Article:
U.S., Spanish Hospitals Face Challenges In Treating Ebola Patients

News outlets continue to discuss the challenges hospitals in the U.S. and Spain are facing in the treatment of patients with Ebola.

New York Times: Spain Exposes Holes in Plans to Treat Ebola
“…Together, the cases [of health care workers infected in Spain and the U.S.] have raised urgent questions about the risks of the disease’s spreading even in developed countries, particularly among health care workers, and the role that the smallest of human errors may play in subverting elaborate safety measures…” (Yardley, 10/14).

Politico: In the world of Ebola, no room for error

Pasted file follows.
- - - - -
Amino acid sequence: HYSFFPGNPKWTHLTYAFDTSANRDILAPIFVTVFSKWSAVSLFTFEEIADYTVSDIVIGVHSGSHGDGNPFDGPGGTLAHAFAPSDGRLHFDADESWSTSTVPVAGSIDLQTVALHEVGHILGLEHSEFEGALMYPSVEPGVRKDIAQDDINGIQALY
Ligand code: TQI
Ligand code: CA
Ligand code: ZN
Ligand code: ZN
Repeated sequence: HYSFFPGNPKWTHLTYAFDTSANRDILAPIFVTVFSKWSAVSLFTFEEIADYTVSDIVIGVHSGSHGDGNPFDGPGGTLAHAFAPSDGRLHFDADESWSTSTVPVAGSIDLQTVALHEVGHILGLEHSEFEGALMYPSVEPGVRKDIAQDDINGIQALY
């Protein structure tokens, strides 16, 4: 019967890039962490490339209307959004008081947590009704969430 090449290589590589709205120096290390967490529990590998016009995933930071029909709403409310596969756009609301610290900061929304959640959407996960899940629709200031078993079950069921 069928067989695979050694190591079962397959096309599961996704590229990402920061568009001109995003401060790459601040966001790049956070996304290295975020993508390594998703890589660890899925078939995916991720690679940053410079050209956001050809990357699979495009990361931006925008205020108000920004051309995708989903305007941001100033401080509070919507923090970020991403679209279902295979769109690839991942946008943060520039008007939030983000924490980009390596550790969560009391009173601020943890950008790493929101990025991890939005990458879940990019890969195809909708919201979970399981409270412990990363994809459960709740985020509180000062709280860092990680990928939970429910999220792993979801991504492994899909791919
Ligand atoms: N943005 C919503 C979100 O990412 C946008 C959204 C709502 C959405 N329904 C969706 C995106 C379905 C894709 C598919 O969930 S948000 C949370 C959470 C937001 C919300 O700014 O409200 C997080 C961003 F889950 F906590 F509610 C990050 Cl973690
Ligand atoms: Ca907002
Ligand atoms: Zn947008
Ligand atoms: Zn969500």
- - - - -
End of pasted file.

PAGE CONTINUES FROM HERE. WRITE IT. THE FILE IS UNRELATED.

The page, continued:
“…In ‘Ebola world,’ there’s no margin for error for the doctors, nurses, and others taking care of people with the deadly virus. … That’s the reality the U.S. health care system is confronting as it faces the possibility of new cases here…” (Levine, 10/14).

Wall Street Journal: Workers at Madrid Hospital Say Spain Was Ill-Prepared for Ebola
“As Ebola was spreading in Africa, more than 100 Spanish nurses asked a court here in July to look at the country’s defenses. Patients with the deadly virus were certain to arrive, they wrote, and Spain’s medical system was ill-prepared to contain it…” (Brat et al., 10/15).

Washington Post: Dallas hospital learned its Ebola protocols while struggling to save mortally ill patient
“The [Dallas] hospital that treated Ebola victim Thomas Eric Duncan had to learn on the fly how to control the deadly virus, adding new layers of protective gear for workers in what became a losing battle to keep the contagion from spreading, a top official with the Centers for Disease Control and Prevention said Tuesday…” (Nutt, 10/15).